After testing two electric cars - Mini Cooper SE and BMW i3s - the time has come for a car that can already be found on Polish roads - Nissan Leaf. A week spent behind his wheel is a very interesting experience in many respects.
Range and charging
In contrast to the eminently urban BMW i3s and Mini Cooper Se cars I have already described, the Nissan Leaf definitely stands out for its range. On one charge you can drive about 340 km, and in eco mode and with the air conditioning off, seat heating, etc., even more - the range declared by the manufacturer is 385 km. This allows you to drive not only around the city but also to go somewhere further, e.g. from Łódź to Poznań, Wrocław or even Gdańsk. Larger expeditions are not a problem either, as the car loads up really fast. Full battery recharging takes a little over an hour - with a longer trip it's enough for coffee, bone straightening and resting in a longer journey. What's more, with such a range, you can make shorter stops every about 200 km and charge it shorter, and with more than 100 km to go, you can not worry that the only charger in our range is busy or - what's worse - broken.
The car has an AC and Chademo checkout at its disposal. Surprisingly, unlike the already mentioned BMW i3s and Mini Cooper Se, it charges much faster. After all, it has a much larger battery (62 kWh) and it takes about 1.5 hours to fully charge it with the Chademo connector. This is really fast. The process of recharging is not so frustrating and so time-consuming.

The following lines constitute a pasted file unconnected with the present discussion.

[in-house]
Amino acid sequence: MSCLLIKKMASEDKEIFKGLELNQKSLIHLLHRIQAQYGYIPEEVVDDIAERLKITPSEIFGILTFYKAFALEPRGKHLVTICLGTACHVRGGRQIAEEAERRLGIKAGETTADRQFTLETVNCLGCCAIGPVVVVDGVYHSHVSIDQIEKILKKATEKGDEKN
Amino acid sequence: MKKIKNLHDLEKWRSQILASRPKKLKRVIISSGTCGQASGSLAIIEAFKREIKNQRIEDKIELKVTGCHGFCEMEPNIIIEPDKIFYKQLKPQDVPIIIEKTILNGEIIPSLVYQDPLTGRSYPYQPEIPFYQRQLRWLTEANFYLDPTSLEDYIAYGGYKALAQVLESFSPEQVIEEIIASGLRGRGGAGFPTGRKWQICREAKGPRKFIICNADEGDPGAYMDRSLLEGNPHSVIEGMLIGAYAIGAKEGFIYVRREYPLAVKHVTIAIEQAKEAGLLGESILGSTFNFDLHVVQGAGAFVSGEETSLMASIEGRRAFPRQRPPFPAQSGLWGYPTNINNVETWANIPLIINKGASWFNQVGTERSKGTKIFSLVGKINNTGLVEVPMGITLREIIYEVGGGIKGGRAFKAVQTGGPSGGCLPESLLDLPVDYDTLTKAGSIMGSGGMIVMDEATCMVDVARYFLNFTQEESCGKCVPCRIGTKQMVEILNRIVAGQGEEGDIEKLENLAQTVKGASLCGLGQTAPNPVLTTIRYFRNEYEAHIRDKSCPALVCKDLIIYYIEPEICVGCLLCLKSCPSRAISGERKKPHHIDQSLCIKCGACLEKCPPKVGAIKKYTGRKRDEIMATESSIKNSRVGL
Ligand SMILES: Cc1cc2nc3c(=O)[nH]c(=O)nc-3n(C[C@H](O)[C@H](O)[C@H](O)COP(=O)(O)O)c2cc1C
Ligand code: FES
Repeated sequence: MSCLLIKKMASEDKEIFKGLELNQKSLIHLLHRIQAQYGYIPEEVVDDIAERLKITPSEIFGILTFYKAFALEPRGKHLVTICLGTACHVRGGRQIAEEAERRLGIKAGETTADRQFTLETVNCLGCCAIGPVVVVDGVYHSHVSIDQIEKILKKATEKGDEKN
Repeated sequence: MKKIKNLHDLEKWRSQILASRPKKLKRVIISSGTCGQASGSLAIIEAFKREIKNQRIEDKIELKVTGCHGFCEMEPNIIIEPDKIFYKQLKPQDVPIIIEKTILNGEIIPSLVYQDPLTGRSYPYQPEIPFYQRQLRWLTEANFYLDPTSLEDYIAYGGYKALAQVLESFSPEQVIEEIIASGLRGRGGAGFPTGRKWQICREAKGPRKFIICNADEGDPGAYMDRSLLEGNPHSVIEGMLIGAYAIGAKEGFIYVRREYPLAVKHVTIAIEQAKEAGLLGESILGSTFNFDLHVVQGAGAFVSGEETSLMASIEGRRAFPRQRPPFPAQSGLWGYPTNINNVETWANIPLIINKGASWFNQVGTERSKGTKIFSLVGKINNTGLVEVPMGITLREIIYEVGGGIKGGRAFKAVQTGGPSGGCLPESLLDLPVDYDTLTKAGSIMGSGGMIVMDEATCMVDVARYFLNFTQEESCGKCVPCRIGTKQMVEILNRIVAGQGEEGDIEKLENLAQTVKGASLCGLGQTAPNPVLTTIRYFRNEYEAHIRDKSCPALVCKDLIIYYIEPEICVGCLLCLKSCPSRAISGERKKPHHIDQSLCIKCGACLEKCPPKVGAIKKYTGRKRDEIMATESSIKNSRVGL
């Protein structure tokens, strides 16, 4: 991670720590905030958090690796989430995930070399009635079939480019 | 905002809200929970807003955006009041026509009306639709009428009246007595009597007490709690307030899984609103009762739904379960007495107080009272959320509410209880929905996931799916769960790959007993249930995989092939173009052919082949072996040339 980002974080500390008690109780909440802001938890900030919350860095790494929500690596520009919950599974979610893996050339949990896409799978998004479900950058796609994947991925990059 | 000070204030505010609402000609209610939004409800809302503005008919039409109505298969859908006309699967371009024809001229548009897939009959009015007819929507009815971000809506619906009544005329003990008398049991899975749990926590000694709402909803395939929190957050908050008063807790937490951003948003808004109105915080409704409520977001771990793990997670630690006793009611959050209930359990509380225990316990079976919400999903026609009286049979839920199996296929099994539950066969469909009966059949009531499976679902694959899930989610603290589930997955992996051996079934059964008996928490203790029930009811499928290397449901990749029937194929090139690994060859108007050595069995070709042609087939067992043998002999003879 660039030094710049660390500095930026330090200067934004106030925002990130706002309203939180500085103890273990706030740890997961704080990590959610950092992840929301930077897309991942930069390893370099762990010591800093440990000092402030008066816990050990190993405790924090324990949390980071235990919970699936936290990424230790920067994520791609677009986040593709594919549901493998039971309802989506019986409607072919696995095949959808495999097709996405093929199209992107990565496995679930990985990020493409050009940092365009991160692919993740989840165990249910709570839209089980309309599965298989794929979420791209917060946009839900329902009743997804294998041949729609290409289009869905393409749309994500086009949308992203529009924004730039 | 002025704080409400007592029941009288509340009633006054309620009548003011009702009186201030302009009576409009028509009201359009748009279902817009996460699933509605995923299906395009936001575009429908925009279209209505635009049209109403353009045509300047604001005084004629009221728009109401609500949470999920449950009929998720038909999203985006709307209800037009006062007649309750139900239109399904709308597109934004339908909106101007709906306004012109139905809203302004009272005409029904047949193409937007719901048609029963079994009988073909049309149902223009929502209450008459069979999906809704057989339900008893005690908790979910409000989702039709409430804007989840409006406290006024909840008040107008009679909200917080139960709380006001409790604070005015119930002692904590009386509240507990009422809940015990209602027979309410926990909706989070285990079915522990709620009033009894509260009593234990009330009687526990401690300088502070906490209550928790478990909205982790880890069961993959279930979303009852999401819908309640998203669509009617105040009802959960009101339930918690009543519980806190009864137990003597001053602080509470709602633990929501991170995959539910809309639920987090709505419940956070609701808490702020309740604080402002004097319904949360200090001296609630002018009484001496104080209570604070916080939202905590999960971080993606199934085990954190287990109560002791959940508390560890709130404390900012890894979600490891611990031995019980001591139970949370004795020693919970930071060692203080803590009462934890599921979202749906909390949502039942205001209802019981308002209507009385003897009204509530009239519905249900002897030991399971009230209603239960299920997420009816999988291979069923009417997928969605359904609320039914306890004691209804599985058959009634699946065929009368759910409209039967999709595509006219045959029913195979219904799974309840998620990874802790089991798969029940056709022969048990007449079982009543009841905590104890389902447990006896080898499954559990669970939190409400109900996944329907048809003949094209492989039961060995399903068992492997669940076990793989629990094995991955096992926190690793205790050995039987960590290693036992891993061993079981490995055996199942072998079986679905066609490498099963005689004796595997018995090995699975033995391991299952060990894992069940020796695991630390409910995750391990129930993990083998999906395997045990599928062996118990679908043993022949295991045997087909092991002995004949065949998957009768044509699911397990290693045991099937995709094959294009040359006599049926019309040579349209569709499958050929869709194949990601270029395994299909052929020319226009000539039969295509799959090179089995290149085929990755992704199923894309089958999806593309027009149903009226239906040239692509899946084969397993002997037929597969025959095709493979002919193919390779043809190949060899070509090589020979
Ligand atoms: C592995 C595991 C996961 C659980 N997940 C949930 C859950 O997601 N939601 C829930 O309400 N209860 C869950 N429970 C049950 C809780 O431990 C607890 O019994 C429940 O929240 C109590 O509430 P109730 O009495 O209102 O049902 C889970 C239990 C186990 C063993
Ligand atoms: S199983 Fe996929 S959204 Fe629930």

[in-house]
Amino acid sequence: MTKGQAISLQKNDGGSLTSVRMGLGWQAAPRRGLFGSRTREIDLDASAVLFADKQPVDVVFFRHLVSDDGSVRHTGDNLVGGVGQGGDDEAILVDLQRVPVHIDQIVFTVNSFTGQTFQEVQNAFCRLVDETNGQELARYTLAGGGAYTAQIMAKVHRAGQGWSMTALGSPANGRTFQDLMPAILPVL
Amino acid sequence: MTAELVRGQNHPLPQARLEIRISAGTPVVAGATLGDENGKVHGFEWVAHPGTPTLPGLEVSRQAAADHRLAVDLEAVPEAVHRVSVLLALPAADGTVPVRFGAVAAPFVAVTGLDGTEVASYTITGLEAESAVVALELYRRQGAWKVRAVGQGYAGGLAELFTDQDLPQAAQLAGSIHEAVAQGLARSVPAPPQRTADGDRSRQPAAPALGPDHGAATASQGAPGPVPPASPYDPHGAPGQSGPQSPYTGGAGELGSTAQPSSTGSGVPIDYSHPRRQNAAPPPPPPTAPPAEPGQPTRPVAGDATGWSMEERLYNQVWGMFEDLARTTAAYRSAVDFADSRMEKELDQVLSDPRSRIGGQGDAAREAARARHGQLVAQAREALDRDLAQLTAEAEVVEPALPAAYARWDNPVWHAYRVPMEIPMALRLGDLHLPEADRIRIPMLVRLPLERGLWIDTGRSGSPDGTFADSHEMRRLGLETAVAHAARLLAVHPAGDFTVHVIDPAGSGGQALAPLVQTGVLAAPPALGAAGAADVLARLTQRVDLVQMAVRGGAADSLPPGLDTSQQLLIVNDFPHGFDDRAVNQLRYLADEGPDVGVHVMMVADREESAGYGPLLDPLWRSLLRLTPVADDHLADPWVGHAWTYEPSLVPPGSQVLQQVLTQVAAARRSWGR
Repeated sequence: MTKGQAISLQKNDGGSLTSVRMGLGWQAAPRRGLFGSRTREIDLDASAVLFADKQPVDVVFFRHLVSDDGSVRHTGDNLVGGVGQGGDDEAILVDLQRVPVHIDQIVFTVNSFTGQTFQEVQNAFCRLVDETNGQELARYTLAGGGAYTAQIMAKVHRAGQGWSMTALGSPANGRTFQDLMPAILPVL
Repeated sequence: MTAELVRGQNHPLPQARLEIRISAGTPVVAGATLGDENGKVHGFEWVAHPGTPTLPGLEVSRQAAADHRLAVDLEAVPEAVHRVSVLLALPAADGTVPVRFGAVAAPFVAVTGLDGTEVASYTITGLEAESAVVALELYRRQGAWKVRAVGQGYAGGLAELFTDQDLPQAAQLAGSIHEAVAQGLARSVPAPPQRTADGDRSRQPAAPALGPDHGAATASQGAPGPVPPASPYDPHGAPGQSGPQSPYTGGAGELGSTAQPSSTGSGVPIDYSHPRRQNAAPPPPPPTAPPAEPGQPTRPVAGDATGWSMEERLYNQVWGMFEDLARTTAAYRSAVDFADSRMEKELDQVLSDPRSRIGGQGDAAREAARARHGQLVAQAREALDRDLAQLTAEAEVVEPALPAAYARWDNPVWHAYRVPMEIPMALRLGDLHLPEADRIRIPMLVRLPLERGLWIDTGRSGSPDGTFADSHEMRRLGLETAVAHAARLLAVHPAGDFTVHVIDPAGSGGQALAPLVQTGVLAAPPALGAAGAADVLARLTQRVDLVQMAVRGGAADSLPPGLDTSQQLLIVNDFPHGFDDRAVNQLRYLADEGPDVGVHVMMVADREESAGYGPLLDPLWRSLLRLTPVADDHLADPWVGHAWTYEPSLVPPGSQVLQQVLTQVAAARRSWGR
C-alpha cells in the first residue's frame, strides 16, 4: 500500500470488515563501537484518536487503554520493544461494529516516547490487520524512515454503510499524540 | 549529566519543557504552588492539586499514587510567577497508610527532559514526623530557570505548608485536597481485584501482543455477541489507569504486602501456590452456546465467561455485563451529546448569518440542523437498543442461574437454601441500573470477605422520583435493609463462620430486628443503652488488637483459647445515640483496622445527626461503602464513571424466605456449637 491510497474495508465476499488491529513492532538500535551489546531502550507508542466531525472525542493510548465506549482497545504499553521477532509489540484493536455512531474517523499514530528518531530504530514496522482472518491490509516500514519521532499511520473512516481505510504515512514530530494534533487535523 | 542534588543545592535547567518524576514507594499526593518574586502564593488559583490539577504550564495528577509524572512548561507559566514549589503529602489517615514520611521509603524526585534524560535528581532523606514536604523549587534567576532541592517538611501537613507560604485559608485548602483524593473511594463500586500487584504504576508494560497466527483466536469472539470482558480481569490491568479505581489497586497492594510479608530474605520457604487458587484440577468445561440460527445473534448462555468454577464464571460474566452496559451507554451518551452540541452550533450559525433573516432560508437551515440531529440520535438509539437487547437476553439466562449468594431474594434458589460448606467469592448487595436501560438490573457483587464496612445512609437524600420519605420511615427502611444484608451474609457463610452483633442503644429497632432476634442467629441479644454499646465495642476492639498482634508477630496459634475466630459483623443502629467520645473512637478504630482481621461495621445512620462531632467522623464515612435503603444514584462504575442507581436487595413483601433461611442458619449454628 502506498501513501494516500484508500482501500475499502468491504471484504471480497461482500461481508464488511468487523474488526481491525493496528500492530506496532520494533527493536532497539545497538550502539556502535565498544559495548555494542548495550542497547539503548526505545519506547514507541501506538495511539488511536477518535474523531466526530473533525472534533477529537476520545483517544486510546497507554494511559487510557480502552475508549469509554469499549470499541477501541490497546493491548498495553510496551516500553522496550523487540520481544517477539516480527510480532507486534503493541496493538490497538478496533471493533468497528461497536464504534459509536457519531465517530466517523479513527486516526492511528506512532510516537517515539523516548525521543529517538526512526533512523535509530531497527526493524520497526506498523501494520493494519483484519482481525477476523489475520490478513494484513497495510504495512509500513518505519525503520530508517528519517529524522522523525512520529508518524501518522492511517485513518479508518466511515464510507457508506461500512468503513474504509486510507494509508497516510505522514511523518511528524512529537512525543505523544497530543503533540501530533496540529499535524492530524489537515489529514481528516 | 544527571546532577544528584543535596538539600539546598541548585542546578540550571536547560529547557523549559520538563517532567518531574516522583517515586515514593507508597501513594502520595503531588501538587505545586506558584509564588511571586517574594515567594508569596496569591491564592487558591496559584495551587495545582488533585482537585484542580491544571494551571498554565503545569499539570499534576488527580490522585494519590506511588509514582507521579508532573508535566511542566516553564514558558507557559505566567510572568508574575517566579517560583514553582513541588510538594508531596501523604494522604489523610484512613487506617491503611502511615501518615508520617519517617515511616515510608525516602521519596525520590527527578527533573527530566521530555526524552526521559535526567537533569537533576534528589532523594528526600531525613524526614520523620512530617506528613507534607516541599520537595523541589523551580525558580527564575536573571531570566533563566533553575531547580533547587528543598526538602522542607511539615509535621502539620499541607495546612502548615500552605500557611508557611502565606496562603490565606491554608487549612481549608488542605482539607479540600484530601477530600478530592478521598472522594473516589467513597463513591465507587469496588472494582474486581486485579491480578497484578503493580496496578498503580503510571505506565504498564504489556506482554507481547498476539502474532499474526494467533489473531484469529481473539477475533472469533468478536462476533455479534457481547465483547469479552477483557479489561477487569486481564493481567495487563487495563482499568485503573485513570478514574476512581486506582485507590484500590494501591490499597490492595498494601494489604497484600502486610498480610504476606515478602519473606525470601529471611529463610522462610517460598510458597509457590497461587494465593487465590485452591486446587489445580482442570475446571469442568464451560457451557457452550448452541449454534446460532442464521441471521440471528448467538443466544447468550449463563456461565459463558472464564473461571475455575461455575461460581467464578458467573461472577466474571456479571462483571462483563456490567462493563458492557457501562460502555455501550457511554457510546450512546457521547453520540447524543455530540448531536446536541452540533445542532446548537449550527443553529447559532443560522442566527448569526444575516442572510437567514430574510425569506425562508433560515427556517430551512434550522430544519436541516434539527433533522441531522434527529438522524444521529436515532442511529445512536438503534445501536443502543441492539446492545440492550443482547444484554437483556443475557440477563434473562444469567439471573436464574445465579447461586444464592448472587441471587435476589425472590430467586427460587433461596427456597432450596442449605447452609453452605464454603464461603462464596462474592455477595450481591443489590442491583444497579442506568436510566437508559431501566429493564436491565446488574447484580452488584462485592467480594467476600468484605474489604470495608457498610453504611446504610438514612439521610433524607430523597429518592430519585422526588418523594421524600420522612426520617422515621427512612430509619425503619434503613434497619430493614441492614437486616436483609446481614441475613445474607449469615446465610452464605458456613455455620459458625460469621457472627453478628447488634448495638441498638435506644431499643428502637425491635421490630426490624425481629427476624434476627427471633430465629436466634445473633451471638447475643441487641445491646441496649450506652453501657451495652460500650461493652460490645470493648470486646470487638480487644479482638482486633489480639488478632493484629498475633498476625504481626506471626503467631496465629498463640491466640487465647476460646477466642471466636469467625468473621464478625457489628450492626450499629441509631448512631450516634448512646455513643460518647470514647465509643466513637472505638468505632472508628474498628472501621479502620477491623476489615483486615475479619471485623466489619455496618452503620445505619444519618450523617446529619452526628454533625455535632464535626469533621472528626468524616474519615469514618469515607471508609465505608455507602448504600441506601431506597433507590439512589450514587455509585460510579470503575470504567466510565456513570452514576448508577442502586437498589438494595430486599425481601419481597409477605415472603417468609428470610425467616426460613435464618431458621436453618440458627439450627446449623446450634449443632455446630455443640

With a city drive doing about 30 - 40 km a day, the Nissan Leaf will be charged once every 10 days, and maybe even less frequently. You can also recharge it when shopping in shopping malls, where you can usually find several slower chargers. In Lodz we have a few more free ones (e.g. in Manufaktura and other pilot ones, which will be free for some time to come), so you can actually drive this car around the city almost for free.
It can also be recharged from a 230V socket. Here, however, recharging a battery of this capacity will take about 20 hours. In this case, if you have a house or garage, you can recharge it every third or fourth night.
I will also mention the charging light located right next to the windshield and consisting of three blue LEDs, which light up with the appropriate level of battery charge.
So far, every electric car I have had the opportunity to drive aggressively recovers energy during braking. This was also the case with the Mini SE and BMW i3s, which I have already described on MyApple. It was enough to let go of the gas, the stop lights came on and the car started to brake and not just lose speed. Thanks to that, in electricians, if you can control the driving and behavior of the car after releasing the gas pedal, you actually rarely use the brake pedal. However, in the Nissan Leaf we have a choice. By default, this aggressive energy recovery is disabled and the car behaves similarly to petrol models, so it loses speed when you let go of the gas pedal, and to stop it you have to use the brake. The aggressive energy recovery function is called in the Leaf e-Pedal and you have to activate it manually with the appropriate switch next to the shift cuff. In fact, when driving with the e-Pedal function activated, I pressed the brake pedal very rarely.